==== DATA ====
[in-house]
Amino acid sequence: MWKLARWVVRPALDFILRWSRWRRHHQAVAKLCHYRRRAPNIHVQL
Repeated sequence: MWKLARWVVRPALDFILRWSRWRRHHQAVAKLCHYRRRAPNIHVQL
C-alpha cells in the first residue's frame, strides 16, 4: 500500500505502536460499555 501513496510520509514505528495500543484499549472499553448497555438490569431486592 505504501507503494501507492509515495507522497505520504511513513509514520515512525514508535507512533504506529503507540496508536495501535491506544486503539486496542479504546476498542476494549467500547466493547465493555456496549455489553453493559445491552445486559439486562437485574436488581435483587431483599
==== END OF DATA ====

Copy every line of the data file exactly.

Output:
[in-house]
Amino acid sequence: MWKLARWVVRPALDFILRWSRWRRHHQAVAKLCHYRRRAPNIHVQL
Repeated sequence: MWKLARWVVRPALDFILRWSRWRRHHQAVAKLCHYRRRAPNIHVQL
C-alpha cells in the first residue's frame, strides 16, 4: 500500500505502536460499555 501513496510520509514505528495500543484499549472499553448497555438490569431486592 505504501507503494501507492509515495507522497505520504511513513509514520515512525514508535507512533504506529503507540496508536495501535491506544486503539486496542479504546476498542476494549467500547466493547465493555456496549455489553453493559445491552445486559439486562437485574436488581435483587431483599